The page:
According to a recent Forbes article, 4 out 5 key 2021 business trends are people related. Organizations are leveling up their engagement initiatives in reaction to the pandemic’s disruption of a traditional work environment. Culture transformation and employee engagement have become the two most prioritized subjects across companies and so begins the search for the magic formula to beat burnout, drive mental health and wellness, and find the miracle platform for virtual engagement.
While the pressure has been put on organizational leadership teams to create a sustainable and appealing space for employees, we would be remiss not to acknowledge the other side, the employee side….
Employees need to help themselves first.
There is a lot of stress put on organizations to build the right culture: a culture that supports the mission and vision, one that attracts and retains top talent, and one that is engaging. While there is opportunity in how organizations approach culture, there is also a need for the individuals working for these companies to do their own work to fit in and thrive; it is a two-way street.
If you are an individual trying to navigate your organizational culture, or if you are a cultural leader looking to help yourself and create impact in your employees’ day-to-day experience, see below for 6 ways to meet cultural change initiatives half-way:
1. Learn the Business
Often times employees get caught up in their daily job function and do not take the time to learn the entire business, meaning all of the separate teams that make up the whole. You may have an understanding of what other teams do and the product or service your company provides but could you really speak to the work of a department within your organization that you find to be the least interesting? An understanding of the business will help you feel more connected to your work. First, ask yourself: what is my current understanding of the whole business? What don’t I know? A clear assessment of your existing knowledge will help you to identify what you need to learn about.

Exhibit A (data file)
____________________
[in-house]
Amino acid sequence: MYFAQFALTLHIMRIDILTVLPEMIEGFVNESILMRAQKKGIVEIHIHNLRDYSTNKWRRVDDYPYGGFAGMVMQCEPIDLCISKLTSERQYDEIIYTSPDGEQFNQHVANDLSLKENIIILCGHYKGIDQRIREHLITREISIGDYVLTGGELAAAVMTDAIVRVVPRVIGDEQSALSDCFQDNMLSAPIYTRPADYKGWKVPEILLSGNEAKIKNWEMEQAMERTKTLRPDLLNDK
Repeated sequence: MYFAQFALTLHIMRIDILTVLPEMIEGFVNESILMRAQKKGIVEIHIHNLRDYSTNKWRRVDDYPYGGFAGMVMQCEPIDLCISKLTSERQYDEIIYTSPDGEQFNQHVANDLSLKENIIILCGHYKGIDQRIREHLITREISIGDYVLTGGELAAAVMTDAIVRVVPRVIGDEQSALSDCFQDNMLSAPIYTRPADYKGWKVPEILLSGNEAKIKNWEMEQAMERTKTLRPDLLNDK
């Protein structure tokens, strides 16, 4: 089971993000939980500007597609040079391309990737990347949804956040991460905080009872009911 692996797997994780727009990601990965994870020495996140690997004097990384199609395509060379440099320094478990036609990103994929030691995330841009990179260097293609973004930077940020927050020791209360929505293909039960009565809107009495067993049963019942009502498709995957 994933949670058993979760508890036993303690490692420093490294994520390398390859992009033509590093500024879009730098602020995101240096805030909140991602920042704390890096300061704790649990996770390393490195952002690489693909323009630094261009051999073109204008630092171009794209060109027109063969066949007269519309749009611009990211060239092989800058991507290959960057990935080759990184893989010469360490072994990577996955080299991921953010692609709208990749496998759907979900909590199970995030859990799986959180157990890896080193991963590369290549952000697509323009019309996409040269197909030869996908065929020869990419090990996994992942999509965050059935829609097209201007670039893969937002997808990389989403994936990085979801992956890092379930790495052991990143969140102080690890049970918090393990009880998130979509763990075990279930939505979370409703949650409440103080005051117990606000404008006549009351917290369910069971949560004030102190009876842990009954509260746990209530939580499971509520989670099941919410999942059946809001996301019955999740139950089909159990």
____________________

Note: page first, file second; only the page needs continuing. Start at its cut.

Once you know what you don’t know, schedule time with different departments to learn about their work, this time will also help you build into relationships. Once you have met with a department head or team member, request to attend a meeting or two-this will not only help you learn the business on a deeper level but will attune you to different sub cultures and languages throughout the company.
Attend any type of leadership address that you can, whether it be a Town Hall or a CEO podcast, and take notes! Giving routine corporate addresses your full attention combined with detailed note taking will further solidify your understanding of the company and its big picture goals. You will also be able to connect to the content personally and find alignment between your values and goals and that of your company.
Get close with your HR team. They hold the keys to the proverbial castle and are the breeding ground for new company initiatives, lingo, and culture change, they are the most connected to every other team and have a broad and often times deep scope of what is really happening in a company vs. what is being presented. A relationship with your HR business partner will be a front row seat to what is working, what is not, and the direction the company is headed.
2. Ask for What You Need
·Seek clarity on your role and responsibilities by constructing a list of detailed questions for your leader. Set the intention to get clear on what is expected of you.
Keep an open mind and be willing to do work that may be challenging if it makes you better at your job: ask questions and set up time with internal partners who can support you in developing your skillset.